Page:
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Two Kanawha County magistrates publicly admonished by judicial panel

The West Virginia Judicial Investigation Commission publicly admonishes Kanawha County Magistrates Tim Halloran and Brent Hall in separate cases. (WCHS/WVAH)

The Judicial Investigation Commission of West Virginia has publicly admonished two Kanawha County magistrates.

Documents from the commission show that the panel in separate cases admonished Magistrate Tim Halloran on Nov. 2 and Magistrate Brent Hall on Oct. 31.

In the Halloran case, a complaint filed by Mark Halburn claimed the magistrate failed to give him a requested jury trial in violation of the Code of Judicial Conduct. The Judicial Investigation Commission alleged that Halloran inappropriately publicly endorsed a candidate for appointment for magistrate and improperly commented on an impending matter in violation of the Code of Judicial Conduct.

On April 28, 2016, Halburn was charged in Kanawha County with the misdemeanor offense of telephone harassment. The complaint said an attorney on Sept. 15, 2016, filed a motion and asked for a speedy trial. Halloran in a bench trial on June 8, 2017, found Halburn guilty of the crime charged and sentenced him to a $500 fine and six months in jail.

Halburn filed an ethics complaint against Halloran on July 5, 2017, that was presented to the Judicial Investigation Commission. The commission said it sent two separate requests to Halloran, asking him to respond to the allegations within 10 days. It said Halloran finally replied after it sent a second request, but failed to respond to the allegations about why he failed to give Halburn a jury trial despite a request to do so.

The commission said on July 21, 2017, Halloran’s assistant, Melanie Rucker, sent a letter to Chief Kanawha Circuit Judge Jennifer Bailey, asking to be appointed to the magistrate position left vacant when Julie Yeager resigned after she was accused of embezzlement. No formal charges have been filed against Yeager.

The commission said Halloran sent a letter to Bailey asking her to appoint Rucker to the vacant position. They said Halloran stated, “Ms. Rucker was a candidate for magistrate in the 2016 election coming in second to Julie Yeager. Did Ms. Yeager use stolen money to help her win? Further investigation is needed to answer this question.”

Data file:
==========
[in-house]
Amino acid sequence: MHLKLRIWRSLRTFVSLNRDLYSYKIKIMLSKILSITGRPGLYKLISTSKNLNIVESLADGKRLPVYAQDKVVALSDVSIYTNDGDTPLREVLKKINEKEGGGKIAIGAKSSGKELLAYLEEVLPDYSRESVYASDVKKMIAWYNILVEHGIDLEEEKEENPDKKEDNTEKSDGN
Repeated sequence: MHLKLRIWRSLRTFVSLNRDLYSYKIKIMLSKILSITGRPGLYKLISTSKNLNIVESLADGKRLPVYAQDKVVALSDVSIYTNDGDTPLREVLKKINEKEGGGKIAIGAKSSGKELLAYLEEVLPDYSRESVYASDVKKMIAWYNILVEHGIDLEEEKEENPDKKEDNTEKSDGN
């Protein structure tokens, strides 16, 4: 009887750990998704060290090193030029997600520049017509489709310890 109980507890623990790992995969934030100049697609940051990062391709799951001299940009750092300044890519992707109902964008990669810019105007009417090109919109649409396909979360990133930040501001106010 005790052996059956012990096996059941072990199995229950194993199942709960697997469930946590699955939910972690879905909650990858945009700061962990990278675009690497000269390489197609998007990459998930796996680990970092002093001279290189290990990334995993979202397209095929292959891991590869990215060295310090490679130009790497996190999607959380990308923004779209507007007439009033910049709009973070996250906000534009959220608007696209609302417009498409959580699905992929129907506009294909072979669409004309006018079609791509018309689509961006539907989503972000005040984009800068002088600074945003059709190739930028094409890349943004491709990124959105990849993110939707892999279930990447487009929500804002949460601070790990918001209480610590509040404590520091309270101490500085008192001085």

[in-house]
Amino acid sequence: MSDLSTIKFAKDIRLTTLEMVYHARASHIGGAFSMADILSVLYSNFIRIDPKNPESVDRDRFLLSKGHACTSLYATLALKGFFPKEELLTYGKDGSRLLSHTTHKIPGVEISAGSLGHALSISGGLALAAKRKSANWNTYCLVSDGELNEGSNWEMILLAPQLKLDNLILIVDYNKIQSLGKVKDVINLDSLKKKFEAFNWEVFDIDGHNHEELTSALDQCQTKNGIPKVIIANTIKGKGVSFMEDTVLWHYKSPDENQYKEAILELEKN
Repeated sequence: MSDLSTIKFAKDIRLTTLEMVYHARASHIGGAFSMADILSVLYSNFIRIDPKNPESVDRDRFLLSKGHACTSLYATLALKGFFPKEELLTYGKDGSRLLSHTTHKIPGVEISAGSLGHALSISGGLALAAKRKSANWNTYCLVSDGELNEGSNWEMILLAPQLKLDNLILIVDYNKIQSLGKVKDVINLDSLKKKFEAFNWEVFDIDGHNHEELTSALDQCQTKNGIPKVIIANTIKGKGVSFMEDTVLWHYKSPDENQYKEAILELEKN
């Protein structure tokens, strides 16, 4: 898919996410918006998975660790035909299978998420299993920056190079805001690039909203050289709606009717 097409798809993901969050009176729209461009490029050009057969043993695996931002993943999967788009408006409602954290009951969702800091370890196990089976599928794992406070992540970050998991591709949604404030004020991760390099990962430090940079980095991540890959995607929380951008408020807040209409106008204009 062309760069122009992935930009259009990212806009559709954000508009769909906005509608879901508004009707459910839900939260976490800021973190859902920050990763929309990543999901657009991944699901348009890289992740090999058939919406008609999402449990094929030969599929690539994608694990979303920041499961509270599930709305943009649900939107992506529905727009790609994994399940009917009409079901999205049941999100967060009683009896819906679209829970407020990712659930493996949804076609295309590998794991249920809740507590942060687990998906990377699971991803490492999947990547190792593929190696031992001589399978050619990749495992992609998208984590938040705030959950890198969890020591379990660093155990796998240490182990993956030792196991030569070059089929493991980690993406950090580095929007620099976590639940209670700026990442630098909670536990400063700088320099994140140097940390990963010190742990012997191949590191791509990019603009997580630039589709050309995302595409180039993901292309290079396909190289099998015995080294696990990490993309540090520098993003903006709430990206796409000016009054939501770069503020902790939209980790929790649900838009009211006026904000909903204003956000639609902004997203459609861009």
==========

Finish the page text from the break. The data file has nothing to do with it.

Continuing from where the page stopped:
In Hall’s case, the complaint was filed by the Judicial Disciplinary Counsel, alleging that Hall commented on a pending case in violation of the Code of Judicial Conduct.

The commission said that during the afternoon hours of Sept. 5, 2017, Tracie Williams was arrested on felony charges of financial exploitation of the elderly, obtaining money by false pretenses, conspiracy, forgery and computer fraud for allegedly forging her dying mother’s will to receive more than $1 million.

Hall arraigned Williams on the charges in Kanawha County magistrate court. The commission said at some point, Hall posted on his Facebook page a still photo of a video a TV station had aired on Williams’ initial court appearance. The caption underneath the photo read: “Police: Woman Exploits Over One Million Dollars From Dying Mom” and the news logo appeared to the right of the heading. The commission said Hall’s post elicited several negative posts from members of the public, including “(h)ang ‘em high Brent.”

The comments also included statements from people supporting Hall’s handling of the arraignment, the commission said.

Hall responded in a letter on Sept. 11, 2017, and denied the allegations. He said he did not make any comment about a pending matter.

“I have posted a still photo shot of myself without any comment, opinion, or statement. I ask that this complaint be dismissed,” Hall’s statement said.

Several other Kanawha County magistrates have recently faced troubles.

In July, Yeager, who has been on the bench for more than 13 years, resigned in the midst of an investigation of allegations over the embezzlement of the embezzlement of $14,000 from the Magistrate Court Association. She was facing a suspension following an investigation by the Judicial Disciplinary Counsel.

In August, a panel of judges ruled that Kanawha County Magistrate Jack Pauley should be formally charged with multiple violations of the Code of Judicial Conduct.

The West Virginia Judicial Investigation Commission found probable cause to make multiple charges against Pauley including the approval of a domestic violence petition without knowing details of the case in August 2016.

The AP contributed to this report


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